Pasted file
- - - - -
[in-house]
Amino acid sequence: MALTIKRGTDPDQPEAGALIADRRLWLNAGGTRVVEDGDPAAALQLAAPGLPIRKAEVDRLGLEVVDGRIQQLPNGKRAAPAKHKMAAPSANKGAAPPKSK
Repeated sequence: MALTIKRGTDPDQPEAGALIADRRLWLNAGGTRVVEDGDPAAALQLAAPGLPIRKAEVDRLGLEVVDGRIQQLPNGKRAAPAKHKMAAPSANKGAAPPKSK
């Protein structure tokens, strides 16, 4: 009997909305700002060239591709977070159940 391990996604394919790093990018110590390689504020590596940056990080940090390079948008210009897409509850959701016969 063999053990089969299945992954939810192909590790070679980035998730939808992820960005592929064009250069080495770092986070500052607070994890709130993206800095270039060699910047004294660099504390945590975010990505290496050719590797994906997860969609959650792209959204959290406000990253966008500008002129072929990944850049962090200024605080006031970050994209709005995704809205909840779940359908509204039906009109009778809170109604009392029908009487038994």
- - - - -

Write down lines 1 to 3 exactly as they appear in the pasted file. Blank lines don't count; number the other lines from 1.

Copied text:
[in-house]
Amino acid sequence: MALTIKRGTDPDQPEAGALIADRRLWLNAGGTRVVEDGDPAAALQLAAPGLPIRKAEVDRLGLEVVDGRIQQLPNGKRAAPAKHKMAAPSANKGAAPPKSK
Repeated sequence: MALTIKRGTDPDQPEAGALIADRRLWLNAGGTRVVEDGDPAAALQLAAPGLPIRKAEVDRLGLEVVDGRIQQLPNGKRAAPAKHKMAAPSANKGAAPPKSK